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  • Writer's pictureRich Honiball

Today in Brand History: Cadillac

In 1901, the Cadillac Motor Company was formed from the remnants of the Henry Ford Company by Henry Leland and Ford's former financial partners. It was named after French explorer Antoine Laumet de La Mothe, sieur de Cadillac, who founded Detroit in 1701.

After a dispute between Henry Ford and his investors, Ford left his namesake company, the Henry Ford Company. His investors reached out to engineer Henry M. Leland of Leland & Faulconer Manufacturing Company to appraise the plant and equipment so that they could liquidate its remaining assets. Instead, Leland convinced them to continue manufacturing automobiles using Leland's proven single-cylinder engine.

Cadillac's first two cars, the Runabout and Tonneau were nearly identical to the 1903 Ford Model A. Cadillac's biggest selling point was precision manufacturing, and therefore, reliability; a Cadillac was simply a better-made vehicle than its competitors. The company soon merged with the Leland & Falconer Manufacturing company.

Cadillac had the first U.S. car to win the Royal Automobile Club of the United Kingdom's Dewar Trophy by successfully demonstrating the interchangeability of its component parts during a reliability test in 1908. From this was born the company's slogan "Standard of the World". Probably why in 1909, Cadillac was purchased by the General Motors (GM) conglomerate, becoming General Motors' prestige division.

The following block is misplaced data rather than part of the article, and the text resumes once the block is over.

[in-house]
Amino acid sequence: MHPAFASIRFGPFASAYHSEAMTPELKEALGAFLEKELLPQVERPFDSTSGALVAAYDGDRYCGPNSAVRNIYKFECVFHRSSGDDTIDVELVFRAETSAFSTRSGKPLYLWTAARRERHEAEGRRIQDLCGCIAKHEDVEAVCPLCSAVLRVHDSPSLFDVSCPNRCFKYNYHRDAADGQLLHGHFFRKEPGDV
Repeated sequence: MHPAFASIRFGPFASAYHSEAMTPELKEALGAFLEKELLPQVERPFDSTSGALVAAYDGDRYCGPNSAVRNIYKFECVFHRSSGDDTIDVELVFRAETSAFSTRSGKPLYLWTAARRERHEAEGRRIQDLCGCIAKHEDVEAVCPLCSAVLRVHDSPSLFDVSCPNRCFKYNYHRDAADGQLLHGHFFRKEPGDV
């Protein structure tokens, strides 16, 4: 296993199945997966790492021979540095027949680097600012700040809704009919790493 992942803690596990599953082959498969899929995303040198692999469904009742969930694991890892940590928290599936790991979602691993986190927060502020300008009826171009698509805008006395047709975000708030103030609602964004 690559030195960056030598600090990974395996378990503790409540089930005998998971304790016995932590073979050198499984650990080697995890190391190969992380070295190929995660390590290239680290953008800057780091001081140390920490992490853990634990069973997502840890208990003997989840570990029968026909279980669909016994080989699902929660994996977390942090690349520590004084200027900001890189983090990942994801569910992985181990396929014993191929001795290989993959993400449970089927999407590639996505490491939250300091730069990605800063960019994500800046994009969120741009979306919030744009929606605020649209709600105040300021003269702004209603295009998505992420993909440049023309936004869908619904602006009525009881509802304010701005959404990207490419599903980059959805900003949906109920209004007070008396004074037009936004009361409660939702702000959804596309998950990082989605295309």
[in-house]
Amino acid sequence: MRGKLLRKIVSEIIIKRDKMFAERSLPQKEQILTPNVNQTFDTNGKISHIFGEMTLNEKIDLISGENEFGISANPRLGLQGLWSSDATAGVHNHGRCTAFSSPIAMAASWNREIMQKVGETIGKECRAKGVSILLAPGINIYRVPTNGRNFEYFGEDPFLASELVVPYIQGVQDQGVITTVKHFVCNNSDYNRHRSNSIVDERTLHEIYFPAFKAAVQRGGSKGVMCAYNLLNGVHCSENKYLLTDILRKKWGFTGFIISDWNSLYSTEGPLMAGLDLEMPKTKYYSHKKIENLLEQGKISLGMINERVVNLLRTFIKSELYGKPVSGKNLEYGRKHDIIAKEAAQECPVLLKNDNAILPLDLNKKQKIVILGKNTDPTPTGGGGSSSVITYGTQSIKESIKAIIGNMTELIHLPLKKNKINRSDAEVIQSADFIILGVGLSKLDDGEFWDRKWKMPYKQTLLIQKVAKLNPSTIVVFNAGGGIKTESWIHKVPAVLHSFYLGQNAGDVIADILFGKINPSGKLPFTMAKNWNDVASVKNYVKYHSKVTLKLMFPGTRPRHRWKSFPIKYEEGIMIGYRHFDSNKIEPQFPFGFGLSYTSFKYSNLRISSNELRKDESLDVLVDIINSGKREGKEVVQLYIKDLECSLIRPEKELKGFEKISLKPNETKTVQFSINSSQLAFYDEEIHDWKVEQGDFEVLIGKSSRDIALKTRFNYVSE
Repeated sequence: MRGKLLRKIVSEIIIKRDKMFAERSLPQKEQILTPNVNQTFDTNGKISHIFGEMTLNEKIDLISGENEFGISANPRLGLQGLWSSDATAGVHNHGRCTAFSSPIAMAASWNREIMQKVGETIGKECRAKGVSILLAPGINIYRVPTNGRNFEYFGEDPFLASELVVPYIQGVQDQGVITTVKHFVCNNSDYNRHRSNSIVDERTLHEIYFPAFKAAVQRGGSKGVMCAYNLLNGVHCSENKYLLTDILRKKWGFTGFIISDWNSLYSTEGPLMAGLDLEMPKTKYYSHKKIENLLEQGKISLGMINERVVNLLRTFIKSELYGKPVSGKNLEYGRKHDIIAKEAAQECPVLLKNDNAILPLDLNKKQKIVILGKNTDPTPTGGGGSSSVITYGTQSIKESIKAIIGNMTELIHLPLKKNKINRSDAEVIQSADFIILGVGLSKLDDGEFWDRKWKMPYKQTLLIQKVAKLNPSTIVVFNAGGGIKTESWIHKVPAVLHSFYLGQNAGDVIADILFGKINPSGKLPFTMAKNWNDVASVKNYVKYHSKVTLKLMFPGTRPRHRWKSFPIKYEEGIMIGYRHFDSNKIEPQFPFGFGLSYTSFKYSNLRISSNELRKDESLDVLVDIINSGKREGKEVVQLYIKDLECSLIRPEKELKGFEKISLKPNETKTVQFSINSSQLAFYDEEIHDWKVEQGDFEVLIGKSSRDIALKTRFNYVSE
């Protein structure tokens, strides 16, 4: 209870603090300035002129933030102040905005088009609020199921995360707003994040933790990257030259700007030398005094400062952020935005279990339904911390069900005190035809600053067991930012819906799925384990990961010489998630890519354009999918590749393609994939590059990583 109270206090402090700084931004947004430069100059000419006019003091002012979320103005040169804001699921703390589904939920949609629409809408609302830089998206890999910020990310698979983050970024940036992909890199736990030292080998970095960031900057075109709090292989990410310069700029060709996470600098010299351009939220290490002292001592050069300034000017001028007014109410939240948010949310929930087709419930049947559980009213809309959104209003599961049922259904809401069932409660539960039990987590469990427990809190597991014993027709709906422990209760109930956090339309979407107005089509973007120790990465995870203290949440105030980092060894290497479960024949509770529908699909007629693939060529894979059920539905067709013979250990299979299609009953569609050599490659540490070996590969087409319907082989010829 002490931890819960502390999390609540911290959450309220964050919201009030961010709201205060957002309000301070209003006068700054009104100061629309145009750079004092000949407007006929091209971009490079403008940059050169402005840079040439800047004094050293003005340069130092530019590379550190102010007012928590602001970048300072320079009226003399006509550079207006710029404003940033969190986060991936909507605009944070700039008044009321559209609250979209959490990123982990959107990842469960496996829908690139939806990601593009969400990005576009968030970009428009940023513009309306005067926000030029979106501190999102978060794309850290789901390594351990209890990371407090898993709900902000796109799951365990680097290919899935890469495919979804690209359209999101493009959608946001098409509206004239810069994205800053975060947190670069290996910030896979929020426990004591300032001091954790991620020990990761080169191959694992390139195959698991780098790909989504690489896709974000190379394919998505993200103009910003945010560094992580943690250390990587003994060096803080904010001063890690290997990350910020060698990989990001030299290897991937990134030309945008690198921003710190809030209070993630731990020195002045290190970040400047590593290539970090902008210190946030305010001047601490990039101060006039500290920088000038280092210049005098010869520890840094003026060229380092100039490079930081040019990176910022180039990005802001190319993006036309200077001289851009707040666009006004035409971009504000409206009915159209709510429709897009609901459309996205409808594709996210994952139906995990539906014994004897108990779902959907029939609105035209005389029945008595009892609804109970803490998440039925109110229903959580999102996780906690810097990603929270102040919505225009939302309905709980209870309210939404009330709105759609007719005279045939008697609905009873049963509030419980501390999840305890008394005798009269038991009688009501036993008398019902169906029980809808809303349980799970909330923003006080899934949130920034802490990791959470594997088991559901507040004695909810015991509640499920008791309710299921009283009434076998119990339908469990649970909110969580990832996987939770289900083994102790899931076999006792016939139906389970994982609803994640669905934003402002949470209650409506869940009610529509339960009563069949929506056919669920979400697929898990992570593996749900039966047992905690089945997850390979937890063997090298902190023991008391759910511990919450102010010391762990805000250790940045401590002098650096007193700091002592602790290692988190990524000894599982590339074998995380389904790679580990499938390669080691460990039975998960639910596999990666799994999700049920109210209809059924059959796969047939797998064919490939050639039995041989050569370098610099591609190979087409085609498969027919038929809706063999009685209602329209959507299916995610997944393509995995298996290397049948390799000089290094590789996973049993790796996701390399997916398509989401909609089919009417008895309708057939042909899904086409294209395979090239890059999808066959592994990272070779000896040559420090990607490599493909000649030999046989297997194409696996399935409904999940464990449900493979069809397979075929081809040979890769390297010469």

By the way, Leland went on to start the Lincoln Motor Company in 1917 with a $10,000,000 wartime contract to build the V12 Liberty aircraft engine. After the war, the company was reorganized, and the Lincoln Motor Company Plant was retooled to build luxury automobiles. The V8 engine used in the first Lincoln automobiles is believed to have been influenced by the Liberty engine's design.

In a twist of fate, in 1922, Lincoln became insolvent and was bought out by Henry Ford's new company, the Ford Motor Company. Ford's bid of $8 million was the only bid at a receivers sale; he had first offered $5 million, but the judge would not accept it for a company whose assets were conservatively estimated at $16 million. Ford deliberately low-balled his offer as revenge against Leland's role in the creation of Cadillac. Leland continued to work for Lincoln Motor Company until later that year when one of Ford's executives arrived and demanded that he resign or be fired.

There was a "Lincoln Motor Car Works" prior to Leland founding his company in 1917. It was an automobile company in Chicago, Illinois. producing cars for Sears Roebuck from 1908 until 1912. Yes, they sold their cars through their catalog.

Of course. (Ever since I posted about the launch of Encyclopedia Britannica, and they responded with "love, but a correction" because I had the wrong date, I've tried to dig deeper and not only learned more, but tried to check my facts. That said, I still can't say that everything I've written is if you find something you don't think is right, let me know. Encyclopedia Britannica was kind enough to!)


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